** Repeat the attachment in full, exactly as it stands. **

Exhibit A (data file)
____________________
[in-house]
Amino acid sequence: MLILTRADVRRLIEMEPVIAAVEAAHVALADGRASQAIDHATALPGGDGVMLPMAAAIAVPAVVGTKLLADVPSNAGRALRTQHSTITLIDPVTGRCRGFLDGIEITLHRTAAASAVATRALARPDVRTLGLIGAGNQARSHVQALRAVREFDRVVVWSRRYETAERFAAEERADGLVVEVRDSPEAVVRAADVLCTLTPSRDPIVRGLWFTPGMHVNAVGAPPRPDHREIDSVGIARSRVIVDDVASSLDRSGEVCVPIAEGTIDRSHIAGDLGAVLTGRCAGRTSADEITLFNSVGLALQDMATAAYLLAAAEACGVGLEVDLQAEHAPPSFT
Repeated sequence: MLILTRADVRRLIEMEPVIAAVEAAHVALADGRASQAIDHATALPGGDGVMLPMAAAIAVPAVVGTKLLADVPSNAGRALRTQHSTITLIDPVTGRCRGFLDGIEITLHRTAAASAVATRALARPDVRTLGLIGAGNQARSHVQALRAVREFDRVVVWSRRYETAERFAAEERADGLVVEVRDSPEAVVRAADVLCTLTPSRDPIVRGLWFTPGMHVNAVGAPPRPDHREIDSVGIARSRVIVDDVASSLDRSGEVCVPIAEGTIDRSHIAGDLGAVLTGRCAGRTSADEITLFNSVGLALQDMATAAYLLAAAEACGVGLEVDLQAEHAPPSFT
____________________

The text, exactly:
[in-house]
Amino acid sequence: MLILTRADVRRLIEMEPVIAAVEAAHVALADGRASQAIDHATALPGGDGVMLPMAAAIAVPAVVGTKLLADVPSNAGRALRTQHSTITLIDPVTGRCRGFLDGIEITLHRTAAASAVATRALARPDVRTLGLIGAGNQARSHVQALRAVREFDRVVVWSRRYETAERFAAEERADGLVVEVRDSPEAVVRAADVLCTLTPSRDPIVRGLWFTPGMHVNAVGAPPRPDHREIDSVGIARSRVIVDDVASSLDRSGEVCVPIAEGTIDRSHIAGDLGAVLTGRCAGRTSADEITLFNSVGLALQDMATAAYLLAAAEACGVGLEVDLQAEHAPPSFT
Repeated sequence: MLILTRADVRRLIEMEPVIAAVEAAHVALADGRASQAIDHATALPGGDGVMLPMAAAIAVPAVVGTKLLADVPSNAGRALRTQHSTITLIDPVTGRCRGFLDGIEITLHRTAAASAVATRALARPDVRTLGLIGAGNQARSHVQALRAVREFDRVVVWSRRYETAERFAAEERADGLVVEVRDSPEAVVRAADVLCTLTPSRDPIVRGLWFTPGMHVNAVGAPPRPDHREIDSVGIARSRVIVDDVASSLDRSGEVCVPIAEGTIDRSHIAGDLGAVLTGRCAGRTSADEITLFNSVGLALQDMATAAYLLAAAEACGVGLEVDLQAEHAPPSFT